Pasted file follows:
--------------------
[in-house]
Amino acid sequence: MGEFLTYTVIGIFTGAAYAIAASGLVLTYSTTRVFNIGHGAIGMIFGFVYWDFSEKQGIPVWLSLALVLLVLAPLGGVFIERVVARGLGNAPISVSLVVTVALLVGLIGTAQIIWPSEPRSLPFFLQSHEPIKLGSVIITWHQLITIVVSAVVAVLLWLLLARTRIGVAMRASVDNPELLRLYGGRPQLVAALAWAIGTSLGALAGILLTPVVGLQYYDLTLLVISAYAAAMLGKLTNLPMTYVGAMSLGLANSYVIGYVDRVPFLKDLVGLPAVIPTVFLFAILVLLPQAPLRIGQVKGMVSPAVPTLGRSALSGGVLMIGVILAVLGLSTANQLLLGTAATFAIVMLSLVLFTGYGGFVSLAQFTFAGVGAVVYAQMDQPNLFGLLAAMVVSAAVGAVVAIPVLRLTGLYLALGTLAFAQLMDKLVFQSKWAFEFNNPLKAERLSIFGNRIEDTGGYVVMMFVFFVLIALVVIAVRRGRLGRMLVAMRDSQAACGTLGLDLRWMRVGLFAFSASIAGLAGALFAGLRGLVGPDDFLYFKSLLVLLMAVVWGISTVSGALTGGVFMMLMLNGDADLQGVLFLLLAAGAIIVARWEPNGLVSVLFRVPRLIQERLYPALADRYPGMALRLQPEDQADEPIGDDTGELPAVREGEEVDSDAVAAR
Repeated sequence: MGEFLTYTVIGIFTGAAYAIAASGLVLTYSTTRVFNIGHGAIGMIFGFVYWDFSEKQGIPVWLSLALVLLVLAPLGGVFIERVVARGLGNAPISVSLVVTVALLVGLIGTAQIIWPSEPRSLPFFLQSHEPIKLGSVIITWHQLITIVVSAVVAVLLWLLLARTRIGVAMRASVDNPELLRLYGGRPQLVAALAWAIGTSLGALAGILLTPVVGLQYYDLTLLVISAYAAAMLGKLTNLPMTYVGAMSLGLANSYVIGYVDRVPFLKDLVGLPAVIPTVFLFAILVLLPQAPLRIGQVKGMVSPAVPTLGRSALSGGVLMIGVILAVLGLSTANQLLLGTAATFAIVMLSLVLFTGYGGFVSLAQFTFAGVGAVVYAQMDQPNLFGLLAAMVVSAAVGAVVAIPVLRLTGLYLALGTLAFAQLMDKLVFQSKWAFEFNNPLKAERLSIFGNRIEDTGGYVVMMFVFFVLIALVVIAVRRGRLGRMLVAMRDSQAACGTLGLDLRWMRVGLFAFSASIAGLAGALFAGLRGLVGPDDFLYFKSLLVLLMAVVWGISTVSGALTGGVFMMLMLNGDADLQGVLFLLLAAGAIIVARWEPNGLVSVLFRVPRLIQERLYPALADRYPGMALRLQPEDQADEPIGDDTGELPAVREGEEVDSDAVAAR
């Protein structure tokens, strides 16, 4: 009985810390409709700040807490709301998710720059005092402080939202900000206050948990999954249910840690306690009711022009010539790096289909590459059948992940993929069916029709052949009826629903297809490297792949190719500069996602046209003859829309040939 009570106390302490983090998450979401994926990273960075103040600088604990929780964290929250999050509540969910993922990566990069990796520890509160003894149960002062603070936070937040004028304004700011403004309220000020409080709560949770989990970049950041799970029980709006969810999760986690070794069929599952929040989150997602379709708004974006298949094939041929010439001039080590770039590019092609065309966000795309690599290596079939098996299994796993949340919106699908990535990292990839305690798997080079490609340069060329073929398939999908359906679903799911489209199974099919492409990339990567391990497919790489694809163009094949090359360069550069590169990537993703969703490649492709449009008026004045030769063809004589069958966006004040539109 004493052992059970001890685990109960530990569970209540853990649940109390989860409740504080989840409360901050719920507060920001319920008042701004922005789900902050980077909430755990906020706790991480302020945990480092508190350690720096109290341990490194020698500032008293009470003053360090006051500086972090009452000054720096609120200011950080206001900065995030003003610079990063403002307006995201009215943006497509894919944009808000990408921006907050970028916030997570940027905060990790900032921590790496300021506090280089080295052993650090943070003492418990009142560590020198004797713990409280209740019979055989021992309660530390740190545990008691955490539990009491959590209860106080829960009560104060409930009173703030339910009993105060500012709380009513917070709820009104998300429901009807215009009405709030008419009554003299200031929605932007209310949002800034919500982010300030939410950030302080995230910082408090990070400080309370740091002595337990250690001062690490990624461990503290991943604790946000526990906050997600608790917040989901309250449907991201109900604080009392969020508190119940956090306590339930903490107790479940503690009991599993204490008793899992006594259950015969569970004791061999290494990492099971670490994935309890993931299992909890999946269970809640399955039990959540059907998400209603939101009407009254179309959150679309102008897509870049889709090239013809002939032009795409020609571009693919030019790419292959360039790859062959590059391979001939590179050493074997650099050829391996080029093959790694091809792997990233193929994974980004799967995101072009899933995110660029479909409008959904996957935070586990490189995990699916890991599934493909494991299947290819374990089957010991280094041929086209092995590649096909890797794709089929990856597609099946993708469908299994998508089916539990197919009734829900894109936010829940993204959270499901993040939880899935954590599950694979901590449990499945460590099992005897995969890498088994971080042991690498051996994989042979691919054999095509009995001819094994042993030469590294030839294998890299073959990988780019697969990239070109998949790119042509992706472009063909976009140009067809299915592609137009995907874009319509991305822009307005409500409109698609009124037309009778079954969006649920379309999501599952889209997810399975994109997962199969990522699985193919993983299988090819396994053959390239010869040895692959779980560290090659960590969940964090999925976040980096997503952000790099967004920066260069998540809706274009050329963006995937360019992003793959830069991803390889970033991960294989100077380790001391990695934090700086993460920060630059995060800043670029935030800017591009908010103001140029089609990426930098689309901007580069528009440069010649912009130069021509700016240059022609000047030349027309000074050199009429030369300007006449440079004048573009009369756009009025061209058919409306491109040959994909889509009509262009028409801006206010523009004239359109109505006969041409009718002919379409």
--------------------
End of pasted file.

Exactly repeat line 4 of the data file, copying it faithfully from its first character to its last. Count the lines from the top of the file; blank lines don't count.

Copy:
């Protein structure tokens, strides 16, 4: 009985810390409709700040807490709301998710720059005092402080939202900000206050948990999954249910840690306690009711022009010539790096289909590459059948992940993929069916029709052949009826629903297809490297792949190719500069996602046209003859829309040939 009570106390302490983090998450979401994926990273960075103040600088604990929780964290929250999050509540969910993922990566990069990796520890509160003894149960002062603070936070937040004028304004700011403004309220000020409080709560949770989990970049950041799970029980709006969810999760986690070794069929599952929040989150997602379709708004974006298949094939041929010439001039080590770039590019092609065309966000795309690599290596079939098996299994796993949340919106699908990535990292990839305690798997080079490609340069060329073929398939999908359906679903799911489209199974099919492409990339990567391990497919790489694809163009094949090359360069550069590169990537993703969703490649492709449009008026004045030769063809004589069958966006004040539109 004493052992059970001890685990109960530990569970209540853990649940109390989860409740504080989840409360901050719920507060920001319920008042701004922005789900902050980077909430755990906020706790991480302020945990480092508190350690720096109290341990490194020698500032008293009470003053360090006051500086972090009452000054720096609120200011950080206001900065995030003003610079990063403002307006995201009215943006497509894919944009808000990408921006907050970028916030997570940027905060990790900032921590790496300021506090280089080295052993650090943070003492418990009142560590020198004797713990409280209740019979055989021992309660530390740190545990008691955490539990009491959590209860106080829960009560104060409930009173703030339910009993105060500012709380009513917070709820009104998300429901009807215009009405709030008419009554003299200031929605932007209310949002800034919500982010300030939410950030302080995230910082408090990070400080309370740091002595337990250690001062690490990624461990503290991943604790946000526990906050997600608790917040989901309250449907991201109900604080009392969020508190119940956090306590339930903490107790479940503690009991599993204490008793899992006594259950015969569970004791061999290494990492099971670490994935309890993931299992909890999946269970809640399955039990959540059907998400209603939101009407009254179309959150679309102008897509870049889709090239013809002939032009795409020609571009693919030019790419292959360039790859062959590059391979001939590179050493074997650099050829391996080029093959790694091809792997990233193929994974980004799967995101072009899933995110660029479909409008959904996957935070586990490189995990699916890991599934493909494991299947290819374990089957010991280094041929086209092995590649096909890797794709089929990856597609099946993708469908299994998508089916539990197919009734829900894109936010829940993204959270499901993040939880899935954590599950694979901590449990499945460590099992005897995969890498088994971080042991690498051996994989042979691919054999095509009995001819094994042993030469590294030839294998890299073959990988780019697969990239070109998949790119042509992706472009063909976009140009067809299915592609137009995907874009319509991305822009307005409500409109698609009124037309009778079954969006649920379309999501599952889209997810399975994109997962199969990522699985193919993983299988090819396994053959390239010869040895692959779980560290090659960590969940964090999925976040980096997503952000790099967004920066260069998540809706274009050329963006995937360019992003793959830069991803390889970033991960294989100077380790001391990695934090700086993460920060630059995060800043670029935030800017591009908010103001140029089609990426930098689309901007580069528009440069010649912009130069021509700016240059022609000047030349027309000074050199009429030369300007006449440079004048573009009369756009009025061209058919409306491109040959994909889509009509262009028409801006206010523009004239359109109505006969041409009718002919379409």